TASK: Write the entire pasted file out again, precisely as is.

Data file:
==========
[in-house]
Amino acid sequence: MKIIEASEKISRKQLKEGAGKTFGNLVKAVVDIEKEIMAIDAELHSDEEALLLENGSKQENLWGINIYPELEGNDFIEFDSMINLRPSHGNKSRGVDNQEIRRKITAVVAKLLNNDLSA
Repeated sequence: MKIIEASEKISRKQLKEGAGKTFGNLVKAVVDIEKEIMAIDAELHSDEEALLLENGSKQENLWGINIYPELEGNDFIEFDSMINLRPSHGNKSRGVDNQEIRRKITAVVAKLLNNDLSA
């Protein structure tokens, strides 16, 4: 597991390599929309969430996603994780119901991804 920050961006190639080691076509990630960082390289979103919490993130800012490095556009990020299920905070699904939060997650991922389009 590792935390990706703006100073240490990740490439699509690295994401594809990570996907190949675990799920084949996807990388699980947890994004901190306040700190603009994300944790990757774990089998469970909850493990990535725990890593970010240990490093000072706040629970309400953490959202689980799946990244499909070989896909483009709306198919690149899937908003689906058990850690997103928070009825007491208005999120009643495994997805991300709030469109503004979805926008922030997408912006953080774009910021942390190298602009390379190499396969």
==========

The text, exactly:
[in-house]
Amino acid sequence: MKIIEASEKISRKQLKEGAGKTFGNLVKAVVDIEKEIMAIDAELHSDEEALLLENGSKQENLWGINIYPELEGNDFIEFDSMINLRPSHGNKSRGVDNQEIRRKITAVVAKLLNNDLSA
Repeated sequence: MKIIEASEKISRKQLKEGAGKTFGNLVKAVVDIEKEIMAIDAELHSDEEALLLENGSKQENLWGINIYPELEGNDFIEFDSMINLRPSHGNKSRGVDNQEIRRKITAVVAKLLNNDLSA
């Protein structure tokens, strides 16, 4: 597991390599929309969430996603994780119901991804 920050961006190639080691076509990630960082390289979103919490993130800012490095556009990020299920905070699904939060997650991922389009 590792935390990706703006100073240490990740490439699509690295994401594809990570996907190949675990799920084949996807990388699980947890994004901190306040700190603009994300944790990757774990089998469970909850493990990535725990890593970010240990490093000072706040629970309400953490959202689980799946990244499909070989896909483009709306198919690149899937908003689906058990850690997103928070009825007491208005999120009643495994997805991300709030469109503004979805926008922030997408912006953080774009910021942390190298602009390379190499396969």